Techniques And Remedies: Insomnia is quite literally torture in all but name. In fact, sleep deprivation is one of the most recognizable means of interrogation, leading to an international debate over whether it should be legally recognized as such. It is difficult to overemphasize the adverse effect that sleep deprivation has on the mind, as it directly interferes with the nervous system’s ability to regulate itself, leading to a systemic breakdown of all cognitive and autonomic functions. This, in turn, can lead to very serious health conditions developing, including weight gain, a result of impairments to the digestion process, cardiovascular diseases, and mood disorders, including depression. This article will explore what kinds of things can lead to insomnia developing and how it can be treated.
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Identifying The Causes
There are, unfortunately, far too many different causes of insomnia to write about in a single article. The most common causes of insomnia are behavioral in nature. For example, staring into a computer screen is notoriously counterproductive in this regard, as it overexposes individuals to blue light, misleading the brain into thinking it’s daytime even if it isn’t. This is especially telling in insomnia patients who regularly check their phones in bed right before going to sleep. Certain psychoactive drugs, such as neural stimulants like caffeine, can also be detrimental to an individual regulating their sleep cycle. External stressors, such as issues at work or problems in a marriage, can also lead to a chronic build-up of cortisol, leading to hormonal imbalances, or physical health issues can lead to respiratory problems during sleep, such as is the case with sleep apnea.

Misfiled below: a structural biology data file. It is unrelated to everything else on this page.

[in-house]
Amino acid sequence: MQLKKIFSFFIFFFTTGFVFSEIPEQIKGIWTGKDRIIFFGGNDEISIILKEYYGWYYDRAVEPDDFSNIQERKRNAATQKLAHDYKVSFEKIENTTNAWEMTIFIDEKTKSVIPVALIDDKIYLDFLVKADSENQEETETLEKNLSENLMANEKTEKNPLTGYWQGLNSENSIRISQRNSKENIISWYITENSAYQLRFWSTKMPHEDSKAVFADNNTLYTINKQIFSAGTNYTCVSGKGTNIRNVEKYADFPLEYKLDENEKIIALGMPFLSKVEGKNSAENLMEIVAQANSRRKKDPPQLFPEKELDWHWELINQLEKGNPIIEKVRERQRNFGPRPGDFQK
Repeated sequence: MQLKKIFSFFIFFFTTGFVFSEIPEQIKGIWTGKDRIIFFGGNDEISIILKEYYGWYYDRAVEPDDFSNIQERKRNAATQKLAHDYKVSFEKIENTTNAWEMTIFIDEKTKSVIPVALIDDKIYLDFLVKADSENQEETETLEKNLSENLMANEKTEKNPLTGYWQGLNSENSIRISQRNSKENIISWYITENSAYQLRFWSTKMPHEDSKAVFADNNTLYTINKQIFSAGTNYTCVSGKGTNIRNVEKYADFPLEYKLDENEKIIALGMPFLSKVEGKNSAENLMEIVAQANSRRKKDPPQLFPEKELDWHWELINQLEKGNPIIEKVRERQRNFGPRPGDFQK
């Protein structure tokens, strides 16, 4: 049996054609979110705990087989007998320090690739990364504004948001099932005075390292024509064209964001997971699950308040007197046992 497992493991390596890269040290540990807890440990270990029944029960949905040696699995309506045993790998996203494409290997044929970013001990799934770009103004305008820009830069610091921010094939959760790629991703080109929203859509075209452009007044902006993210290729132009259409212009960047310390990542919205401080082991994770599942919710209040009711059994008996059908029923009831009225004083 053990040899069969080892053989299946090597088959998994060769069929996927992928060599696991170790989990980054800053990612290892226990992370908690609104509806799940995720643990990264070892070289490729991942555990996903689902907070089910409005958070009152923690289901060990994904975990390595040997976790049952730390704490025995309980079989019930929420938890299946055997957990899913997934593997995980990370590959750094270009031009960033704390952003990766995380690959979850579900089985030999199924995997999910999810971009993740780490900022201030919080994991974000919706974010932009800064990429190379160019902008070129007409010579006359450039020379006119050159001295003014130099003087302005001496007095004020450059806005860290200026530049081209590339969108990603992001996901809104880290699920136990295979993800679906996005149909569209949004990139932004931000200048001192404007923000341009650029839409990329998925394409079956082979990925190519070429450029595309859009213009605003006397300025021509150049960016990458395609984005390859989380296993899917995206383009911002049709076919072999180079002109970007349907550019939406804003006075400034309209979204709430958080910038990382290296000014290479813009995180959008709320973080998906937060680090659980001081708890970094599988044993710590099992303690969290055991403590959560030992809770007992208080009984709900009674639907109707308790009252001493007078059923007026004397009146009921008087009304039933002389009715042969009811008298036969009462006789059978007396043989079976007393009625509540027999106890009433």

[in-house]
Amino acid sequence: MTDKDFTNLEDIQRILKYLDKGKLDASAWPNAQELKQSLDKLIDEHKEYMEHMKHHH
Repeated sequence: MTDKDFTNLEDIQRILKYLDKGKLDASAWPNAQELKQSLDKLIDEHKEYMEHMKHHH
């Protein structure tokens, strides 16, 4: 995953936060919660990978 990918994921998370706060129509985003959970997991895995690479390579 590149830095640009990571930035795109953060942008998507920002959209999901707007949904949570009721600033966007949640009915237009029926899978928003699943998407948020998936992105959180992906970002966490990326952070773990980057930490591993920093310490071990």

If you can identify the cause of the condition, then it might be possible to adapt your behavior accordingly, such as exercising or having a warm bath before bed without looking into any computer screens. Amber light is generally preferable to blue light, being emitted by firelight, and anything which releases endorphins will have a positive knock-on effect on your cortisol levels.
Hormonally speaking. However, the key ingredient when it comes to sleep is melatonin, released by the pineal gland at night and is involved in synchronizing circadian rhythms in most vertebrates. Supplements containing melatonin are certainly an option, but so too are natural remedies rich in melatonin, such as a glass of warm milk, which can be thickened with substances like honey, or vegan alternatives such as SimplyThick gel. The mere act of holding a warm mug or glass also has a psychosomatic calming effect, which can be beneficial before laying down for the night.
You may notice that I have purposely avoided using the phrase ‘trying to get to sleep’. This is because it is the act itself of trying that is counterproductive, as it focuses the mind on the fact that you are awake. Relaxation, in general, may be best seen as a kind of mental trickery, where one distracts the mind via misdirection away from stressor stimuli. In the context of sleep, this doesn’t necessarily mean relying on cliches like counting sheep, although if you want to do that, that’s absolutely fine, but rather constructive tasks like planning what to do tomorrow or reflecting on positive memories.